It’s a long one … be forewarned …..
I’ve never been rich and I doubt I ever will be. That’s okay, I’m actually alright with that. I have however, been several levels of poor. From the ‘we will barely scrape by’ to ‘Robbing Peter to Pay Paul’ to ‘There is no Peter, there is no Paul, I’m screwed’
Recently I read an article where there is talk of USDA changing the EBT/SNAP/Food Stamp benefit. Taking up to 50% of the recipient’s benefit and replacing that with something called a Harvest Box. Which would be meat, milk, cheese, vegetables. The decision on what and who is affected would be left to the states.
Before I make a comment, I merely am going to give my own take on poor and not having enough to eat or rather lack of a choice in what I had to eat.
My low point, which some of you probably will say it wasn’t that bad, because it is true, no matter how bad you think you have it, someone else out there has it worse.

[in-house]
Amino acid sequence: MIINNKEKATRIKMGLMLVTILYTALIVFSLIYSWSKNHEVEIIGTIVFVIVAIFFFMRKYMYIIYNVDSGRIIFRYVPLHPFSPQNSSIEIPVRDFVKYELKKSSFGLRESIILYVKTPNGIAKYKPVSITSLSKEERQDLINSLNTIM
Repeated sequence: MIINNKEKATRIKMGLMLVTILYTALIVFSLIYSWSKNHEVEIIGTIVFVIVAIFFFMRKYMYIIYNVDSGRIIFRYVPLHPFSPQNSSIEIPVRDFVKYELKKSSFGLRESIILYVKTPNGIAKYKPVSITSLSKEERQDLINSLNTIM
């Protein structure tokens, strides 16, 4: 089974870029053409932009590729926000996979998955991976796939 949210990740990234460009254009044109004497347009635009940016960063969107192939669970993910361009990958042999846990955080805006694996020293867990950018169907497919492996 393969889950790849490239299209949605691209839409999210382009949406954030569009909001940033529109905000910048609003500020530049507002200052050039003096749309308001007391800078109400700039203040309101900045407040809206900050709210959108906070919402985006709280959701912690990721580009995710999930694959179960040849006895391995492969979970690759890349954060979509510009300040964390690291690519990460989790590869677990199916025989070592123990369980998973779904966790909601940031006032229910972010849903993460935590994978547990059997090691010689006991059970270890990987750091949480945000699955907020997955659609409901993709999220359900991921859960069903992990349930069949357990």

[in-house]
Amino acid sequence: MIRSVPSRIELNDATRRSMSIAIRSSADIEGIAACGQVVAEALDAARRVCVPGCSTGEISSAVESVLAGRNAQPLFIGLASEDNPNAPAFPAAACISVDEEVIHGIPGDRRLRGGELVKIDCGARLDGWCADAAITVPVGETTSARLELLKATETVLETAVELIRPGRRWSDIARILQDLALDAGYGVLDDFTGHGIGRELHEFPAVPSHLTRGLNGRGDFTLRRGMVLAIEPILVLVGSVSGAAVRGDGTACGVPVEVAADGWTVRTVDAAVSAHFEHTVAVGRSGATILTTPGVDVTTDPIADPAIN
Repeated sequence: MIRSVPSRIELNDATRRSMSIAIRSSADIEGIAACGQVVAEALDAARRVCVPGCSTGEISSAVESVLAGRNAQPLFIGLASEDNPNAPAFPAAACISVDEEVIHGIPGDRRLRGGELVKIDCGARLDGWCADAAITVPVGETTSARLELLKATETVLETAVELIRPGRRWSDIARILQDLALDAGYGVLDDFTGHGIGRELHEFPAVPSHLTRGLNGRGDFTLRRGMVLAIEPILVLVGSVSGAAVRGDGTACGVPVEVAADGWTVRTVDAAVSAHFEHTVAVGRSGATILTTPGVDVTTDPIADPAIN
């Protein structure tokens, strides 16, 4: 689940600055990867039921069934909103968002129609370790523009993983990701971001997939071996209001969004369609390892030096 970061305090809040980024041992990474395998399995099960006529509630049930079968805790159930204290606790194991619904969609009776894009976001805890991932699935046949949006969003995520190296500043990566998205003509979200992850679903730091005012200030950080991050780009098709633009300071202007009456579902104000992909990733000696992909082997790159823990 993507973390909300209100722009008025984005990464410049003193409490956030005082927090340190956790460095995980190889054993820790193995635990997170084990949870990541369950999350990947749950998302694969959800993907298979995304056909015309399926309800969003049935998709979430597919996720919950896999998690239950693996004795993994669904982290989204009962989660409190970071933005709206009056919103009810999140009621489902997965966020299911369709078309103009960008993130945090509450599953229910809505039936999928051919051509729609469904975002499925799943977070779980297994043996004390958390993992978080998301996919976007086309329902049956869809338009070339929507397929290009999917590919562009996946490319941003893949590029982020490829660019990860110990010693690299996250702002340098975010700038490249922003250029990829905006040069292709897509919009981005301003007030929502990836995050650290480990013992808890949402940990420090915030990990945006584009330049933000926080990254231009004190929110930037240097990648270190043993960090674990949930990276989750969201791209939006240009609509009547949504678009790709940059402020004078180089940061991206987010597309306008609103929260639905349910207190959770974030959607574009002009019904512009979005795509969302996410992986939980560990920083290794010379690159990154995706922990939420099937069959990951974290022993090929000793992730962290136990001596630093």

My journey into the worst ‘poor’ of my life started in 2008. Quickly following my marriage break up, I lost the car, and keeping the house was a pipe dream. I had no backup plan, no savings and at the time was writing (Making nothing) and working part time. That’s all I had to do, I was married. But that part time job wasn’t enough. Fortunately, I found a full time job at a nursing home and moved into this affordable apartment. It was five rooms over an empty store, no living room windows, steps from hell and the entire place was slanted. Seriously, all balls and cans rolled.